How’s that for a question to answer? The question’s larger context was this: If you’re sick, you go to the doctor and get help. If you lose your leg, you get a prosthesis. If you’re depressed, you take medication. So what’s wrong with changing your gender if your body is sick, if something is wrong with it? 

Ellen Dykas and I went to a coffeehouse talk for young adults at Calvary Church in Souderton. Calvary has a terrific discussion event called Living Room Tuesdays, where, according to their website, “these meetings are meant to be a safe place for young adults to discuss issues, ask questions, and learn how the Bible directs us to respond to these issues.” As John McCants, the Pastor of Young Adult Ministries (who, BTW, is totally in sync with this age group!) said to us, “We’ve got to get Christians thinking well on these subjects. We don’t want to be stupid!”

So, yes, it was a safe place to open up and talk about transgenderism. But what came through was the fact that this is, indeed, a very hot topic. And one rife with confusion, courtesy of our culture’s pervasive post-Christian views of gender and sexuality.

After an hour of interactive discussion with John McCants, we took questions. Lots of questions. Questions that really couldn’t be answered with a simple yes or no, do this or don’t do that. Wisdom questions and conscience questions, particularly about how to intersect faith with living our Christian lives “out there” in the marketplace.

Then, near the end of our time, came the question at the top. Upon hearing it, I recognized the cultural mindset behind it. If someone feels this way, then why do Christians find fault with it, especially if, for them, it might be a life or death issue? There are lots of things we fix or change in life, so why shouldn’t transgenderism just be another one?

Our churches need to get these cultural issues on the table for discussion, to air them out, and to help people see the wisdom of God’s design in making men and women his image bearers.

Lurking behind this individualistic framework is our culture’s insistence that truth and reality are arrived at from my own personal experience. And if there is no God, then who I am (identity) and what I do (purpose) are entirely up to me.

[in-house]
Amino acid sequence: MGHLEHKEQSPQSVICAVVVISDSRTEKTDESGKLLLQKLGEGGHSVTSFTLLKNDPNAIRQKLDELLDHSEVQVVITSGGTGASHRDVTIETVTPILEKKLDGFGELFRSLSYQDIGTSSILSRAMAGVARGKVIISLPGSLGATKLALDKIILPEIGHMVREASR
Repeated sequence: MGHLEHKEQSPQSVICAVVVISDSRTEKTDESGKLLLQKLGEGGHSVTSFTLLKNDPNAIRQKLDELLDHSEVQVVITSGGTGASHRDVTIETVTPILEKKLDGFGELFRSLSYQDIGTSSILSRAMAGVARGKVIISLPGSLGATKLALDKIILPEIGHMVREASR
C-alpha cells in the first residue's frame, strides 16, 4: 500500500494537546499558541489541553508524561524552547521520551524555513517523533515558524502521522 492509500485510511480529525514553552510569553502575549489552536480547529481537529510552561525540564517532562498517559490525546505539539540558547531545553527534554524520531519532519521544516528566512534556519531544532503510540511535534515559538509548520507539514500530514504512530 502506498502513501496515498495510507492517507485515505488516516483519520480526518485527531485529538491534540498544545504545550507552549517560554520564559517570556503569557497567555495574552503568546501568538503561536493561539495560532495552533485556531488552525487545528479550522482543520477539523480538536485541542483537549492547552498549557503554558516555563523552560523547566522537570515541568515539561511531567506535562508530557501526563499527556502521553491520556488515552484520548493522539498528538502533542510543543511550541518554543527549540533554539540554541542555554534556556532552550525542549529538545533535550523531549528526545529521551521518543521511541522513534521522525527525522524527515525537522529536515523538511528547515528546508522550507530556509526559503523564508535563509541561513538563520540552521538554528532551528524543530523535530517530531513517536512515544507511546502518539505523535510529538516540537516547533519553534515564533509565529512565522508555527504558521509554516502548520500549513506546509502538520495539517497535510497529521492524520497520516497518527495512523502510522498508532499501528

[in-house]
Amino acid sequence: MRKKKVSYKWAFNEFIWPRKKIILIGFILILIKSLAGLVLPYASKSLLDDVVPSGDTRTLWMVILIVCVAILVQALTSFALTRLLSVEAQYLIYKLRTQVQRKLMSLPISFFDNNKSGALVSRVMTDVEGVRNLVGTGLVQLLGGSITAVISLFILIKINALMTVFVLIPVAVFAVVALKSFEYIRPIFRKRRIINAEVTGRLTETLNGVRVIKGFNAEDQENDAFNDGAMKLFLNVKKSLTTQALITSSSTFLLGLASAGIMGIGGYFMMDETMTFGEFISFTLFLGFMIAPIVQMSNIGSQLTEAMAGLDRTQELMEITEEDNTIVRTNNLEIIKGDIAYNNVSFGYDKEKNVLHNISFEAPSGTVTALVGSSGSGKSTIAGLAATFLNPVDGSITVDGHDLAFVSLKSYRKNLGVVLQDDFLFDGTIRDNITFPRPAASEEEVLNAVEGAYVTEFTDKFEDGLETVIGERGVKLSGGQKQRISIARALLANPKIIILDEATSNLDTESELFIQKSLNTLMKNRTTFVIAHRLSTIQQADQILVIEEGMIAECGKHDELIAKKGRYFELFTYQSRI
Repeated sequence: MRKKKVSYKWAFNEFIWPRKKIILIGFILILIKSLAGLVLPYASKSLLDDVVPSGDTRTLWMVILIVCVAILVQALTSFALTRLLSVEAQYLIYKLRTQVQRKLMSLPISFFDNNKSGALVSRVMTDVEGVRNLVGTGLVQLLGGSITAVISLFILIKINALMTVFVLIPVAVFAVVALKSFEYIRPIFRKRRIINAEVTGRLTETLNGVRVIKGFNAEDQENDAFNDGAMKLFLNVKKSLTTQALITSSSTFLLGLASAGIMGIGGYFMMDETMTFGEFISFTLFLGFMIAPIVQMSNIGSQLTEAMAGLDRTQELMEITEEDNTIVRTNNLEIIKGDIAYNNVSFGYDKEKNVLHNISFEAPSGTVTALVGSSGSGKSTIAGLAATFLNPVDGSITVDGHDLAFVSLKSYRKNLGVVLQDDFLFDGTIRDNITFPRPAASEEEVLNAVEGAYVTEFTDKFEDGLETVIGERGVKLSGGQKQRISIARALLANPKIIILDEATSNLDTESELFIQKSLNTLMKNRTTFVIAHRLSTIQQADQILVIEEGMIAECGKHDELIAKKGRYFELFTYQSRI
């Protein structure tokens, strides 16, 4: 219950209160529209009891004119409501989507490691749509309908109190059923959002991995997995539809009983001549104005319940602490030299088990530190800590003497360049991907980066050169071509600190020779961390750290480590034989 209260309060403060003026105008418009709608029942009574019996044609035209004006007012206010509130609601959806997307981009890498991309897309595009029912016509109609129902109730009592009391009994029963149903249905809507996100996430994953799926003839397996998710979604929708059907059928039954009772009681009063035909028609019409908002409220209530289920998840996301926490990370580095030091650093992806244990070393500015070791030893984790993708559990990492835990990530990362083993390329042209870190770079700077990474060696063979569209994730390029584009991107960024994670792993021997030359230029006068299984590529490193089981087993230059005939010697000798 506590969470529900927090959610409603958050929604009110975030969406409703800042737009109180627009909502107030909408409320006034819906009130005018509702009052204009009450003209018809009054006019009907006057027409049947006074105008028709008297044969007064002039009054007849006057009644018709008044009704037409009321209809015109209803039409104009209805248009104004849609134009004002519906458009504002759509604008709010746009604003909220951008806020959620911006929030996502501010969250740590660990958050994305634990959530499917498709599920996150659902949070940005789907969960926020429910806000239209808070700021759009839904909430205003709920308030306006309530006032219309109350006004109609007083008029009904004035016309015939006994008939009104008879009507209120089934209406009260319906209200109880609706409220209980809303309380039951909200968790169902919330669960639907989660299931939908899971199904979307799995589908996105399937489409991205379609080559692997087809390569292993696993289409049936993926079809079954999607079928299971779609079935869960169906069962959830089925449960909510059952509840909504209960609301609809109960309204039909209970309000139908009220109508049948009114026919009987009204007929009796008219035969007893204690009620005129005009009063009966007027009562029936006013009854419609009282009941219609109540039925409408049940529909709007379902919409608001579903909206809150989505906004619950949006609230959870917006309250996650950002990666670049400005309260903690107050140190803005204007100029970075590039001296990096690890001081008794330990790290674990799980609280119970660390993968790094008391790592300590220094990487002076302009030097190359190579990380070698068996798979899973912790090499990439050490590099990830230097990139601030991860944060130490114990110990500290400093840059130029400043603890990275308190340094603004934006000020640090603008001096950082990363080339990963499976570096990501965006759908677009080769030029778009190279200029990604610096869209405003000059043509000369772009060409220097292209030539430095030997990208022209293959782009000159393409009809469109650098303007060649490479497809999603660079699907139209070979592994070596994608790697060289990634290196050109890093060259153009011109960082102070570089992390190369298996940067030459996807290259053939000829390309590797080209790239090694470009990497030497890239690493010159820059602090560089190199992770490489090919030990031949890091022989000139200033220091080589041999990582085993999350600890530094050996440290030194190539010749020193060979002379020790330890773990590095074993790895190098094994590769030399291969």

Tragically, it’s a mindset that has infiltrated the church. While Christians should respect people’s life experiences, we must also be a people who believe that who we are and what we are here for is determined by God, who has put into place both design and boundary lines so that we might live well.

I couldn’t go too deep into a cultural worldview discussion at that point (we were wrapping things up after two long hours!), but this is what came to my mind. I acknowledged the deep struggle someone might have with aligning their biological sex with their sense of gender, but more foundational than someone’s distress is this issue: Does God have a primary claim on who we are, or are we in charge of choosing whatever seems right for us?

Then I said: Since when is being male a disease to be cured? Since when is being female a medical condition that needs intervention? If there are no biological complexities involved like intersex complications, why would you do this to an otherwise healthy, normal body? Why do we intervene in other “body dysmorphic” issues like anorexia but not this one?  

With someone who is literally starving but believes she is overweight, we properly locate where the struggle is: The person’s mind and heart, which has become influenced by self-destructive impulses, erroneous beliefs, and cultural distortions of what a body should look like. 

Why would we not do the same with a gender-confused person? We need to help that individual live well within his or her “assigned gender,” to learn that being male or female reflects the image of God and his purposes for our lives.   

There’s more to be said about the issue of transgenderism, but Calvary Church in Souderton, PA, is on the right track. Our churches need to get these cultural issues on the table for discussion, to air them out, and to help people see the wisdom of God’s design in making men and women his image bearers.

Go to this link to see the videos on this discussion, as well as follow-up videos from the second time we had a similar discussion at Calvary.  


Stay up to date

Copyright 2021, All Rights Reserved. Developed for HarvestUSA by Polymath Innovations.